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    The Descent games are 3D first-person shooters. Unlike other FPSs, they offer six degrees of freedom. This allows for movement and rotation along the X,Y, and Z axes.

    Short summary describing this franchise.

    Descent last edited by fisk0 on 07/10/21 06:12AM View full history


    The player assumes the role of a pilot who must fly into a series of mines in order to achieve mission goals. Games in this series not only give the player the ability to move in any direction, they require the player to use all three axes of movement to progress through each level. The control scheme for moving and rotating in full 3D space is easily learned, but new players can initially become disoriented, or even nauseouted without any kind of artificial horizon or a designated up and down.

    Franchise History

    Descent was originally created by Parallax Software for Interplay, the team consisting of ex-Looking Glass Studios employees using a new engine based on concepts they had learned by working on Ultima Underworld.

    The first game was developed over 21 months with a budget of $450.000 and was originally supposed to be published by Apogee, but who pulled out as the development turned too lenghty and expensive. A deal was eventually signed with Interplay to publish the game and helped them hire additional 3D artists and level designers. It was released as a shareware title on December 24, 1994 featuring 7 maps, followed by a full retail release in March 1995 and enhanced ports for Mac and PlayStation some months later.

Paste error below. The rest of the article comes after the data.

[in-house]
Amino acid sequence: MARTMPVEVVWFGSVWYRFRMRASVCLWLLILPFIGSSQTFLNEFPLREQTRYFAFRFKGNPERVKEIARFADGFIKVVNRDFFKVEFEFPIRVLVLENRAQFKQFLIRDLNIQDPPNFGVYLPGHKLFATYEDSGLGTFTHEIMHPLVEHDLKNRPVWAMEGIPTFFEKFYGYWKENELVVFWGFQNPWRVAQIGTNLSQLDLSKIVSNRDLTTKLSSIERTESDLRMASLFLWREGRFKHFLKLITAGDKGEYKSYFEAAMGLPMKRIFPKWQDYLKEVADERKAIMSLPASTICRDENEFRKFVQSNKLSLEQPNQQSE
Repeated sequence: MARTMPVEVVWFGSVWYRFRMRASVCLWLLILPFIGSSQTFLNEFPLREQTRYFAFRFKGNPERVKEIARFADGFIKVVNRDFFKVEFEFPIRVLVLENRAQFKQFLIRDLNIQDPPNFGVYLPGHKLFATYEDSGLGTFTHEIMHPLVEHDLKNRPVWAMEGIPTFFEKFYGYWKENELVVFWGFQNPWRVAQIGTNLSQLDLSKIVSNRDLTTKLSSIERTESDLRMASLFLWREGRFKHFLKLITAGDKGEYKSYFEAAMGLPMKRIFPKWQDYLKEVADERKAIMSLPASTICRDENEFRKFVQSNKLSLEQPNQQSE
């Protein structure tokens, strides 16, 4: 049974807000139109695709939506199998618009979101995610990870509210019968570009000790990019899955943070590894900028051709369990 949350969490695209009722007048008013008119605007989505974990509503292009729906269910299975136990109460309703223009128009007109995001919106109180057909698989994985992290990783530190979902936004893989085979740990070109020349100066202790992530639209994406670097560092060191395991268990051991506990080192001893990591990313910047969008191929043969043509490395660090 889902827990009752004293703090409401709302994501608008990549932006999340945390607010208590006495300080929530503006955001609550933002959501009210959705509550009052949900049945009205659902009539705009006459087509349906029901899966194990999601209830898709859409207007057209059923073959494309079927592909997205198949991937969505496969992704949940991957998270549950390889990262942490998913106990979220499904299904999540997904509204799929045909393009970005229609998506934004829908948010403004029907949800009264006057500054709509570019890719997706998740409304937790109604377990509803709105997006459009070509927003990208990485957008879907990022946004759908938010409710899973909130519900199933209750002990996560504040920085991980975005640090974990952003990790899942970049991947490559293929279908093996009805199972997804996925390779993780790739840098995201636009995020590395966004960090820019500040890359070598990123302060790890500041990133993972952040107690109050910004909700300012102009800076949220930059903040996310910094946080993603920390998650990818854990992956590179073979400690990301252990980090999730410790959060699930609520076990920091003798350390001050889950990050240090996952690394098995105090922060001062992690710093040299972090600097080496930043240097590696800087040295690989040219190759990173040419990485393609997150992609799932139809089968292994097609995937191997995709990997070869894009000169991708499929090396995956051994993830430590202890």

Descent II followed in 1996 using the same engine with some enhancements, new enemy types and a Guide-Bot to help new players navigate the 3D environments.

    Parallax split into Volition and Outrage Entertainment after the release of Descent II's Vertigo expansion, with Volition's next project being a larger scale, traditional space combat sim, Freespace. The first Freespace, released in 1997, got Descent branding in some territories, though aside from some minor references, had a completely unrelated story line.

    Meanwhile, Outrage developed Descent 3, with a new engine capable of handling 3D acceleration and outdoor environments. It was released to critical acclaim in June 1999, but was not commercially successful.

    After Descent 3 the franchise was dropped for over a decade. Volition made occasional references to it in their Red Faction and Saints Row games, but no new games were made up until the 2015 Kickstarter by Descendent Studios (consisting mostly of former Freespace developers). The campaign for Descent: Underground (later renamed Descent) hit its funding goal, but a conflict between the developers and the publishers Little Orbit put the game on indefinite hold in 2018.

    Another kickstarter by Revival Production, consisting of former Parallax founders Matt Toschlog and Mike Kulas, launched in February 2016 for their spiritual Descent successor Overload. After two years in Steam Early Access, the full game was released on March 31st 2018.


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